Russia is set to face direct pressure Thursday at the United Nations over its invasion of Ukraine, whose leader Volodymyr Zelensky appealed to the world to punish Moscow.
As global leaders convened for the annual General Assembly, the Security Council will hold a special session among foreign ministers called by France on impunity for rights abuses in Ukraine.
The morning session is expected to bring Russian Foreign Minister Sergei Lavrov face to face with top Western diplomats including Secretary of State Antony Blinken, who has refused a one-on-one meeting since the February 24 invasion.
After two years of pandemic restrictions, only one leader was still allowed to address the General Assembly virtually -- Zelensky, who in a pre-recorded video called 15 times for "punishment" of Russia and received a rare standing ovation.
"Ukraine demands punishment for trying to steal our territory. Punishment for the murders of thousands of people. Punishment for tortures and humiliations of women and men," Zelensky said in English.
Zelensky called for a special tribunal to hold Russia accountable, saying it would be a "signal to all would-be aggressors."
He also demanded a compensation fund, saying Russia "should pay for this war with its own assets."
His address came hours after Russian President Vladimir Putin mobilized reservists and made a veiled threat to use nuclear weapons, signs that he is in no rush to end the war.
Zelensky made clear he saw no point in immediate talks, saying Russia only used diplomacy to buy time on the battlefield.
"Russia is afraid of real negotiations and does not want to fulfil any fair international obligations. It lies to everyone -- as is typical for aggressors, for terrorists."
New pressure by the West
European Union foreign ministers held an emergency meeting late Wednesday in New York where the bloc's top diplomat Josep Borrell said they considered new sanctions against Russia.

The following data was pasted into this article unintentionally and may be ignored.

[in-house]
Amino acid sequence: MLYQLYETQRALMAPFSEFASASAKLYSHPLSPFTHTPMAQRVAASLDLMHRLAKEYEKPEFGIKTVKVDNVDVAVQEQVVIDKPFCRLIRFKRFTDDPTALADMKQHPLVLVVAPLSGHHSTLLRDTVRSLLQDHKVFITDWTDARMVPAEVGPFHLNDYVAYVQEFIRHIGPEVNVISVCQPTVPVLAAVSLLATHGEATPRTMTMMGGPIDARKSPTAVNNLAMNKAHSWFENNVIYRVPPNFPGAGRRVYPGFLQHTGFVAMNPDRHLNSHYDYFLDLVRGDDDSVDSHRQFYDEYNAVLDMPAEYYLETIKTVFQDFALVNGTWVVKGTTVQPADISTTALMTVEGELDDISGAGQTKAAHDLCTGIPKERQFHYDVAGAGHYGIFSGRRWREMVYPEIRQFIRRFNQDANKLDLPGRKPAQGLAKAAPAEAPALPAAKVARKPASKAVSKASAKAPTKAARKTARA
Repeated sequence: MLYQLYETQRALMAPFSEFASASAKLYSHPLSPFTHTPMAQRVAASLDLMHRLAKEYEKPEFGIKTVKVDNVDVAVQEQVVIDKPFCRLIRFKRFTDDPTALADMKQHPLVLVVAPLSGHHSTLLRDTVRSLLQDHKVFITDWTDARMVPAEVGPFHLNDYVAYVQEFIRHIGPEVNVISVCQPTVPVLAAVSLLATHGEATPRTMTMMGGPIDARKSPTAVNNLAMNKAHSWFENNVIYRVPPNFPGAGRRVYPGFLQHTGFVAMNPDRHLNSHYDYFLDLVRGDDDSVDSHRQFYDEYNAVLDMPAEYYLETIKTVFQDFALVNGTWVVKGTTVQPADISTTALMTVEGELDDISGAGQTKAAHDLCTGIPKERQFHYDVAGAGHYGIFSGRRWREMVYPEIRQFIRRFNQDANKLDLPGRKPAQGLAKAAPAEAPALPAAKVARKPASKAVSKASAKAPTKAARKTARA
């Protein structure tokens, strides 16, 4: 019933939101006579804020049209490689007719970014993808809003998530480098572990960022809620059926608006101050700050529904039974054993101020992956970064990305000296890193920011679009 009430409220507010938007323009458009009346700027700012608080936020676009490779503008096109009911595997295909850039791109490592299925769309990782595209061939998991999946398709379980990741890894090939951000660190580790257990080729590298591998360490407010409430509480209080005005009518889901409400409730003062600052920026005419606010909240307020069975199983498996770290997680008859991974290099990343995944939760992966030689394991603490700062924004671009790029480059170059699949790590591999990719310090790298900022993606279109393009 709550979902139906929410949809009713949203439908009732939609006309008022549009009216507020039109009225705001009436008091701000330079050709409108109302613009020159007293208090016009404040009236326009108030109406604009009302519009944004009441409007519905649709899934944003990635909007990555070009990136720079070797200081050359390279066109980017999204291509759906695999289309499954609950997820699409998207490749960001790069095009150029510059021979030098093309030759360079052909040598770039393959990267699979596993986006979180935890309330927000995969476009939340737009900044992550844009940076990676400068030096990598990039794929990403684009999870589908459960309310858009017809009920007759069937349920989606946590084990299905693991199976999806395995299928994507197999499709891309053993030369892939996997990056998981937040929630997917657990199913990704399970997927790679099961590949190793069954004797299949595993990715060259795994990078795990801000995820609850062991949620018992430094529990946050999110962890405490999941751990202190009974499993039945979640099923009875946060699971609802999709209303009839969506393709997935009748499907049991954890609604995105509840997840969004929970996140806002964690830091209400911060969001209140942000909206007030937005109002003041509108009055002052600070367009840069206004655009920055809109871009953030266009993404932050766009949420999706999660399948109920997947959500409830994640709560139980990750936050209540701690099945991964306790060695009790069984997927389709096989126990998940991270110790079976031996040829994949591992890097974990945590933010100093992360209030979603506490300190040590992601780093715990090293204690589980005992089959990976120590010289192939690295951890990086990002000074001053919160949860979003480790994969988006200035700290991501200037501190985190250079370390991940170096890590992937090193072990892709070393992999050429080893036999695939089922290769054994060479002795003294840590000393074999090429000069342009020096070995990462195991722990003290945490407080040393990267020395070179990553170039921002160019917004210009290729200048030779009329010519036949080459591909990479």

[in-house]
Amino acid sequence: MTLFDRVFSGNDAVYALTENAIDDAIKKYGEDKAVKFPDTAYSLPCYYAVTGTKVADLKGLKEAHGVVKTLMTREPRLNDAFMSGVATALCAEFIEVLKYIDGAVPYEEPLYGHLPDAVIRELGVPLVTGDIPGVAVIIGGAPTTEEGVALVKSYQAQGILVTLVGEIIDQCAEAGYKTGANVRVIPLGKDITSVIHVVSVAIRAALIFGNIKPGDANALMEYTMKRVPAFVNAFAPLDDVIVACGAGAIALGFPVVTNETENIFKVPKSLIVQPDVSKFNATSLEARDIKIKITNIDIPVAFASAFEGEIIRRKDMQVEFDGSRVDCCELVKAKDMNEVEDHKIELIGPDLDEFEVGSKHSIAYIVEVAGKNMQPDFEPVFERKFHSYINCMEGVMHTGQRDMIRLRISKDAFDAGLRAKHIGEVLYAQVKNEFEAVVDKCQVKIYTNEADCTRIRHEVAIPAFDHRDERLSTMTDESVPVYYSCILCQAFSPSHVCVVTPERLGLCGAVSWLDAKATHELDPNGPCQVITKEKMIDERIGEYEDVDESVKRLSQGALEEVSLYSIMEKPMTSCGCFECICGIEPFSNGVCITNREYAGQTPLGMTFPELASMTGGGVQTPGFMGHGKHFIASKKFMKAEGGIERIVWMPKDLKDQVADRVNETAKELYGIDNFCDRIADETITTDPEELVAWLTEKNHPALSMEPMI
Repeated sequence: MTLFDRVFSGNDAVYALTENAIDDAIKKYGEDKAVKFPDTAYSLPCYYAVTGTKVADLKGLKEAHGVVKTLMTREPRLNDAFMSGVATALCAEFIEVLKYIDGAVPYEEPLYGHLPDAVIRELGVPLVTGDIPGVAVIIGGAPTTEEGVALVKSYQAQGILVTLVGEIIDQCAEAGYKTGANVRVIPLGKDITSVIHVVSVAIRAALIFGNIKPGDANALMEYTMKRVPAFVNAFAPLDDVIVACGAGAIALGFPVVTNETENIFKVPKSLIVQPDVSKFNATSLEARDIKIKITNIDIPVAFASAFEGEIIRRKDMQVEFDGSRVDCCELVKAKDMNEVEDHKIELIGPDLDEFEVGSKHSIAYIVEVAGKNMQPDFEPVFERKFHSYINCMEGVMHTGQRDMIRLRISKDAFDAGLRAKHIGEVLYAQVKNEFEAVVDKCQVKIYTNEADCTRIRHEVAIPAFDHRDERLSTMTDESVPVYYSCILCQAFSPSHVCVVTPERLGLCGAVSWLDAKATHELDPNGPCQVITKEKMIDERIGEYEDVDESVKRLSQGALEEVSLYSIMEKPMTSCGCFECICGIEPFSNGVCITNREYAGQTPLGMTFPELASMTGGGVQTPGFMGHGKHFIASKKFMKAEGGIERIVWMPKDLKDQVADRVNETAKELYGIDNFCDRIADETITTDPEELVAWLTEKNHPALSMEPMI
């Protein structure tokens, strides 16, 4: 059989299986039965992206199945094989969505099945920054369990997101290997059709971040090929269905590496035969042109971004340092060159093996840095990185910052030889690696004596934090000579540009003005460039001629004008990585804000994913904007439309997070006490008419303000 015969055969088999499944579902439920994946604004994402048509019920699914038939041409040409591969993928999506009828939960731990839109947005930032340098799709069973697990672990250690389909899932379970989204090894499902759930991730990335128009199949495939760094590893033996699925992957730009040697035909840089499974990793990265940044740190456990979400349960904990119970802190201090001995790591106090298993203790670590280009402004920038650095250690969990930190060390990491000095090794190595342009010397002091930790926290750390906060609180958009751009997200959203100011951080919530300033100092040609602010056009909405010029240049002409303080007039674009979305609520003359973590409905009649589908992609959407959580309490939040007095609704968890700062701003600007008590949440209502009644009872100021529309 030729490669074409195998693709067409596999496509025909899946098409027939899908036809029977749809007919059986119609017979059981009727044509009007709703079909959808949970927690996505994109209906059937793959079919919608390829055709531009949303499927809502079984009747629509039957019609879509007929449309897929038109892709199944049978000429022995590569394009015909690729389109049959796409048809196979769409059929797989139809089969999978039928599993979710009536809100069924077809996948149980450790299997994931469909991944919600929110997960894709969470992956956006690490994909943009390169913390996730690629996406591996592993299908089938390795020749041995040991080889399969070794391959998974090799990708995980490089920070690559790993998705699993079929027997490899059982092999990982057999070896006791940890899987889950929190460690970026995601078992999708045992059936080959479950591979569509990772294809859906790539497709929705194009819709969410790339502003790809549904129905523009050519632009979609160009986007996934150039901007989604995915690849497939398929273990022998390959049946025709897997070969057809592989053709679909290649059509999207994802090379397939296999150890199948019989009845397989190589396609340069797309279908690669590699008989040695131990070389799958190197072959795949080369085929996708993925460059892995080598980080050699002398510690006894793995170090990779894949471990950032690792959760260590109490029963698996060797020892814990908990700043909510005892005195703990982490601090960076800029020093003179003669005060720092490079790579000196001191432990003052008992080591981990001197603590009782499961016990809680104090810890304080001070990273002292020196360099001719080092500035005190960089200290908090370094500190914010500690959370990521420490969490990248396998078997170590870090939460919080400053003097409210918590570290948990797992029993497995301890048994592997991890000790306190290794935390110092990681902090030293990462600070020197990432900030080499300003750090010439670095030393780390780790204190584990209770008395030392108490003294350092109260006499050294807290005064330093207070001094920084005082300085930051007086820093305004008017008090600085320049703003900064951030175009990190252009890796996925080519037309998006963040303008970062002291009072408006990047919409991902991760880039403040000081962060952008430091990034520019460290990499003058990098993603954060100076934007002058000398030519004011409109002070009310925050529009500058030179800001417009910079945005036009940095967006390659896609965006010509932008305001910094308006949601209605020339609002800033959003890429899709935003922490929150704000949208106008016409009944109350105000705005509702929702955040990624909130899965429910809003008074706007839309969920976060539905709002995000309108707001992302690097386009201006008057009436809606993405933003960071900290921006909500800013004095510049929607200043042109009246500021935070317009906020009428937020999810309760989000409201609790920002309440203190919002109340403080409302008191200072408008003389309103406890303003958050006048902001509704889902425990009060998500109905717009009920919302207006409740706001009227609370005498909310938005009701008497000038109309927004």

British Prime Minister Liz Truss, addressing the United Nations on her first foreign trip, vowed that her government "will not rest until Ukraine prevails."
"At this crucial moment in the conflict, I pledge that we will sustain or increase our military support to Ukraine for as long as it takes," she said.
As Western nations including top EU economy Germany try to wean themselves off dependence on Russian energy, Truss called as well for an "economic NATO" among the Group of Seven powers and their partners.
"If the economy of a partner is being targeted by an aggressive regime, we should act to support them -- all for one, and one for all," she said.
Zelensky has become a symbol of resistance in the West, which has responded with wide sanctions on Russia and billions of dollars in military equipment for Ukraine.
But the former actor appeared conscious of the resentment in the developing world about the focus on Ukraine. He pointed to the lack of African and Latin American representation on the Security Council as he called for Russia to be stripped of its veto power.
US President Joe Biden also sought to woo the developing world, announcing another $2.9 billion to address global food insecurity -- which has worsened markedly since the invasion of Ukraine, a major grain exporter.
And he threw his support behind Security Council seats for Africa and Latin America.
"Russia has shamelessly violated the core tenets of the United Nations Charter," Biden told the General Assembly.
"Let us speak plainly. A permanent member of the United Nations Security Council invaded its neighbour -- attempted to erase the sovereign state from the map."
The United States has previously offered verbal support but little enthusiasm for years of calls to reform the Security Council. It has earlier backed bids by Japan and India.
Biden also promised the United States would "refrain from the use of the veto, except in rare, extraordinary situations, to ensure the council remains credible and effective."
Russia in recent years has been the most frequent user of its veto power. The United States, China, France and Britain also enjoy vetoes, a legacy of the power dynamics at the end of World War II.
Russia has previously scoffed at US high-mindedness on the Security Council, pointing to how former president George W. Bush circumvented it to invade Iraq.
Kenyan President William Ruto, addressing the General Assembly, welcomed Biden's remarks on reform as a "significant step in the right direction."
No 'Cold War' with China
Amid warnings of rising global division, Biden also sought to calm tensions with China, days after he again promised US support to Taiwan if Beijing invades the self-governing democracy.
"As we manage to shift geopolitical trends, the United States will conduct itself as a reasonable leader. We do not seek conflict, we do not seek a Cold War," Biden said.
The Biden administration has been encouraged by what it sees as China's less than full backing of Putin, who recently acknowledged that Beijing has concerns about the Ukraine war.